The installation measurement device of FIG. 5 operates the same as that of FIG. 2, except for the fact that the lockable tape measure 30 lays flat against the surface 16 of the Speed Square 10, instead of perpendicular to it as in FIG. 2. In FIG. 4, a notch 60 is cut into the square edge 12 through which the tip of the tape 26 extends in being stretched out. Once more, the stretching is from the wall to the corner of the nearest tile already laid to which the new tile is to be placed at the 45° angle (or other diagonal to which the floor is being laid). FIG. 5 shows the markings of the distance to be cut in a manner analogous to that of FIG. 2.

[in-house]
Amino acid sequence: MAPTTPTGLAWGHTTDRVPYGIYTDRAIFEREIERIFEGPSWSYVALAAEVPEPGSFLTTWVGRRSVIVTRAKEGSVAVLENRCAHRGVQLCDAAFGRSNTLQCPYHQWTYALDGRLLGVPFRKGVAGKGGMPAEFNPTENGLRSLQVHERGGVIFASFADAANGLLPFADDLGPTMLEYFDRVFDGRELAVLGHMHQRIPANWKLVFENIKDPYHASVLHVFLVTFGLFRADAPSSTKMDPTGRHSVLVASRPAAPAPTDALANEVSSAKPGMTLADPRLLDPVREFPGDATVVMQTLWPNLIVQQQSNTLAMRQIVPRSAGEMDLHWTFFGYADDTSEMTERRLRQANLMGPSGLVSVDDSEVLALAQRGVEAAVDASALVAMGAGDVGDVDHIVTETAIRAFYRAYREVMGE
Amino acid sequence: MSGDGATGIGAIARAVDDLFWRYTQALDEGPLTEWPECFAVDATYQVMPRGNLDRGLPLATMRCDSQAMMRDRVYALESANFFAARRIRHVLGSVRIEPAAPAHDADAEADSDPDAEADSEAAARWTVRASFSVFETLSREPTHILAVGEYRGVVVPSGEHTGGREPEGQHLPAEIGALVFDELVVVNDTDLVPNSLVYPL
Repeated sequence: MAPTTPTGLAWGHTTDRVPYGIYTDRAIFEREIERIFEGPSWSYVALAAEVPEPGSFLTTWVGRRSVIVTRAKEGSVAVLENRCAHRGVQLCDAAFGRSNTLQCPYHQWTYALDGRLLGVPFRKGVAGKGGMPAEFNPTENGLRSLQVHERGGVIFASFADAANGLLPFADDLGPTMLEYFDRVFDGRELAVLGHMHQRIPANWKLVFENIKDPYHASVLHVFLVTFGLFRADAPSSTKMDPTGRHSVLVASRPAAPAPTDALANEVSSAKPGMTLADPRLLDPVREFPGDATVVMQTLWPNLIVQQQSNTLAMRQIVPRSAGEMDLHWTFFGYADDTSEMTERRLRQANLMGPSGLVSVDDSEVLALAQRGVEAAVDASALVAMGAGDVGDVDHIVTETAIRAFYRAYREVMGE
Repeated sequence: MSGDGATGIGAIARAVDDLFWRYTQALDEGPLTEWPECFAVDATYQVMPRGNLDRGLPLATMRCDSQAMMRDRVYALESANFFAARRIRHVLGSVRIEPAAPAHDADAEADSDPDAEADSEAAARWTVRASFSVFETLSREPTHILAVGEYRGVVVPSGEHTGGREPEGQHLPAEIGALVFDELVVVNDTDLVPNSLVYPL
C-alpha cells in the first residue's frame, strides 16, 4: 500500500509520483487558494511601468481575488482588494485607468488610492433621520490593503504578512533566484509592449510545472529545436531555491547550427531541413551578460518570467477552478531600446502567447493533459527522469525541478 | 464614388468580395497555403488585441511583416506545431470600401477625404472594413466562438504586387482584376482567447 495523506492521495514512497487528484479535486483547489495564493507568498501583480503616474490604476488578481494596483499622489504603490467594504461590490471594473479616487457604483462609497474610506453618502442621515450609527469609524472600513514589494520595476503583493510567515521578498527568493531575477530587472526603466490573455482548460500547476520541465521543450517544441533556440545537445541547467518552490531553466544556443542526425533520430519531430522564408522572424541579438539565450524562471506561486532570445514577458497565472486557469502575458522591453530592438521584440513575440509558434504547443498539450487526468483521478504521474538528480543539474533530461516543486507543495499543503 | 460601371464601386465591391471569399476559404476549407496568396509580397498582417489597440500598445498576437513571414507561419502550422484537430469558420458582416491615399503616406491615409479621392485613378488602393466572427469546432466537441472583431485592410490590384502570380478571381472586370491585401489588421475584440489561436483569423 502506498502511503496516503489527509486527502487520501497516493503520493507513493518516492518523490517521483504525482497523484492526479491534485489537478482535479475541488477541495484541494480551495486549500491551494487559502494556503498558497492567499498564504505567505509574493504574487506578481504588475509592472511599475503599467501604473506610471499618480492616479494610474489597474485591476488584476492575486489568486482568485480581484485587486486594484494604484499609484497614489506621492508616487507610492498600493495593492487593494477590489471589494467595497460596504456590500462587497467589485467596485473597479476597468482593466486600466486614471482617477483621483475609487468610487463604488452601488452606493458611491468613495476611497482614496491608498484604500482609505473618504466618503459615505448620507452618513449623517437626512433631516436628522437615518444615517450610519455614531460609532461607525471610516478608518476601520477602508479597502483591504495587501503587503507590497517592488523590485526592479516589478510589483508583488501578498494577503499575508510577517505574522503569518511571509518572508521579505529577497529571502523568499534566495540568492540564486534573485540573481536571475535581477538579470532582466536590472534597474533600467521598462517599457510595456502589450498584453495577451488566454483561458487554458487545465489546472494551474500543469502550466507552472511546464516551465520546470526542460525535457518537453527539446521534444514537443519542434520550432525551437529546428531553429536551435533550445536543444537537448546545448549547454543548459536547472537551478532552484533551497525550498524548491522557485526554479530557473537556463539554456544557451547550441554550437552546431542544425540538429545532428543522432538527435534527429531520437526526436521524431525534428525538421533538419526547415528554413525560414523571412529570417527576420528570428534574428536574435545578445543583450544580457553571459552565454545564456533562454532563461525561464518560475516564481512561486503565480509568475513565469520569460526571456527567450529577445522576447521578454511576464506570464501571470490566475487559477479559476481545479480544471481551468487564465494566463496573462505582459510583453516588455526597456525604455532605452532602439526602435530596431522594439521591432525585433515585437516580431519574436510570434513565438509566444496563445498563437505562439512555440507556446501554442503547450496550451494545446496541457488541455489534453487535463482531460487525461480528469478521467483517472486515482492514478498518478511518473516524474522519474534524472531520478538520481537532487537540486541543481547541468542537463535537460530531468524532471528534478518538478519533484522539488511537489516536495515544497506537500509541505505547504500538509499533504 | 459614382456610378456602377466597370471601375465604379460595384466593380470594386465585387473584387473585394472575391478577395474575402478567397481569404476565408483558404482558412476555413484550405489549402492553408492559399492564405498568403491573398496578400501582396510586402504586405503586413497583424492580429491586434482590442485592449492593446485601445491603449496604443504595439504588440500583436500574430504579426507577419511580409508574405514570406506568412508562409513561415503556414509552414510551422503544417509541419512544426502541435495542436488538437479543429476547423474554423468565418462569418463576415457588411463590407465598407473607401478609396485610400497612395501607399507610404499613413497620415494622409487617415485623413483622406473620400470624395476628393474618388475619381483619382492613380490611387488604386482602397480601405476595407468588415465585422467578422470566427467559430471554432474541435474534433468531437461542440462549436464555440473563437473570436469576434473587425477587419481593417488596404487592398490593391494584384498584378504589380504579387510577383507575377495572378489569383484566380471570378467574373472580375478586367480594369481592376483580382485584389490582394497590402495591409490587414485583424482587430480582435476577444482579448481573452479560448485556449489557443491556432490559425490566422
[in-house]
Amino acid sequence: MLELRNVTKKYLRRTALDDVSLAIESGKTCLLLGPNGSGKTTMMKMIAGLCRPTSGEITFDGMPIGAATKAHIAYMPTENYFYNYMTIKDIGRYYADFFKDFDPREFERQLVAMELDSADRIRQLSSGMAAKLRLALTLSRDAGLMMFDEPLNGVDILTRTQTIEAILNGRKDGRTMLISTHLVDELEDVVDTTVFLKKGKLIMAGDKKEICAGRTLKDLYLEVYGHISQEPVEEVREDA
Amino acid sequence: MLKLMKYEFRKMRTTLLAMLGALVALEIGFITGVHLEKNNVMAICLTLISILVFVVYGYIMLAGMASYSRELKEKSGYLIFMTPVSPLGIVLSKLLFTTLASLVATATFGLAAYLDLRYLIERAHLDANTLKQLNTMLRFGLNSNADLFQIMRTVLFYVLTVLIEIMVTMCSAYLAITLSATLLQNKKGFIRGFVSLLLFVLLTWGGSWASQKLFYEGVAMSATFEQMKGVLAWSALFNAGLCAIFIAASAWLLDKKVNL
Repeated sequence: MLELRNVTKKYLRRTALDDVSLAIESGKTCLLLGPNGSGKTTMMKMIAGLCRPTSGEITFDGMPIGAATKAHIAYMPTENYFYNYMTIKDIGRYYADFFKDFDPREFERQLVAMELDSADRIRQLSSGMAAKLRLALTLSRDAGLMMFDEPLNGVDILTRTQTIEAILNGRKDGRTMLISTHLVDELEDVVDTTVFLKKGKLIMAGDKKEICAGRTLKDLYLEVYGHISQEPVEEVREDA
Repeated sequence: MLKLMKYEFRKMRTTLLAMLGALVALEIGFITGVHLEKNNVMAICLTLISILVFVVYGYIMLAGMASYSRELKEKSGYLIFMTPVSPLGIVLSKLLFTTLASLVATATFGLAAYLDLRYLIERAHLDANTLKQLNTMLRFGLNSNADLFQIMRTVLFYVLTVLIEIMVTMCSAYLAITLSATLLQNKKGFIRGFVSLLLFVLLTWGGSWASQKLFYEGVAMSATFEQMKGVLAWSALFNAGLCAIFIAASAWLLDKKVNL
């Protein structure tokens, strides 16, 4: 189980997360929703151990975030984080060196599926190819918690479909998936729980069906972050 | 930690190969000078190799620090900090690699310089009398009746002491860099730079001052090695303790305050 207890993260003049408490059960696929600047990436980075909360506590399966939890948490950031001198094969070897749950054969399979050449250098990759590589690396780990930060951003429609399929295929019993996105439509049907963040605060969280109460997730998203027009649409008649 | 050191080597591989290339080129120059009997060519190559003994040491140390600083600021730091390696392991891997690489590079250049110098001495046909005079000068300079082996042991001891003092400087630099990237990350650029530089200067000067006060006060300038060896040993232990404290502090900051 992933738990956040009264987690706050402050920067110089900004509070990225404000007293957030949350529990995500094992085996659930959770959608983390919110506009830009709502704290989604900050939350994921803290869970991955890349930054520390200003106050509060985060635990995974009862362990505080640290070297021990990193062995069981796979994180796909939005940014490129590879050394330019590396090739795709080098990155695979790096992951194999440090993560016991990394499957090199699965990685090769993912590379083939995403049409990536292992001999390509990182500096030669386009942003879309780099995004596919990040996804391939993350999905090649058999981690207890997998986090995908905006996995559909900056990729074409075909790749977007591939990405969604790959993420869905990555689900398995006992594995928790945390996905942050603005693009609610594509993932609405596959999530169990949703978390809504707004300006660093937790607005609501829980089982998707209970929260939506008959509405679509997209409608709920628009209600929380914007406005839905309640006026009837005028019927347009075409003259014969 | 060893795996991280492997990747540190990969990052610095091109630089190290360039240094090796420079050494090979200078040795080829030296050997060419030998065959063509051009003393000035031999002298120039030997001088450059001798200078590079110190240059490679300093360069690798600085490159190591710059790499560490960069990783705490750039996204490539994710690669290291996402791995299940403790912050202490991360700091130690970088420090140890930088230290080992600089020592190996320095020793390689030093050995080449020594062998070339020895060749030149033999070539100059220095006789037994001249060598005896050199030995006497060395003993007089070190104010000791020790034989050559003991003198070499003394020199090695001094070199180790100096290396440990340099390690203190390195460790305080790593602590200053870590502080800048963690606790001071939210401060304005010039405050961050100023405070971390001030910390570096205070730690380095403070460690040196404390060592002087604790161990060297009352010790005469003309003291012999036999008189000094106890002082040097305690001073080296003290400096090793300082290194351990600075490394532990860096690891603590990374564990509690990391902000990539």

While there have been described what are considered to be preferred embodiments of the present invention, it will be readily appreciated by those skilled in the art that modifications can be made without departing from the scope of the teachings herein of always precisely cutting the length of a tile to be fit when the tile is being laid at an angle, regardless of what the distance may be, and totally independent of the installer looking at the distance measured on the tape, noting it, calling it out, or doing anything with it. All that is required is that the tape be locked at the required length, so that the tile to be cut for placement can be marked, and then lined on the Speed Square with which the tape measure is being used. And, while the present invention has been described in the context of cutting tiles for laying at angles, the measurement device of the invention could still be used for general construction work simply by detaching the tape measure from its couplings 18, 20 to the Speed Square. If that were to be an option for the worker, then the tape measure of the invention could be of other than the 2-25 feet employed for the laying of tile in a diagonal, so that the tape measure could be used in other general type work. Additionally, whereas the invention has been particularly described in the context specifically of the laying of floor tile, it could be used instead,in the laying of parquet floors as well as with ceiling tiles—even in woodworking—in fact, any place, where it would be desirable to install precisely cut pieces at precise angles in an installation. For at least such reasons, therefore, resort should be had to the claims appended hereto for a true understanding of the scope of the invention.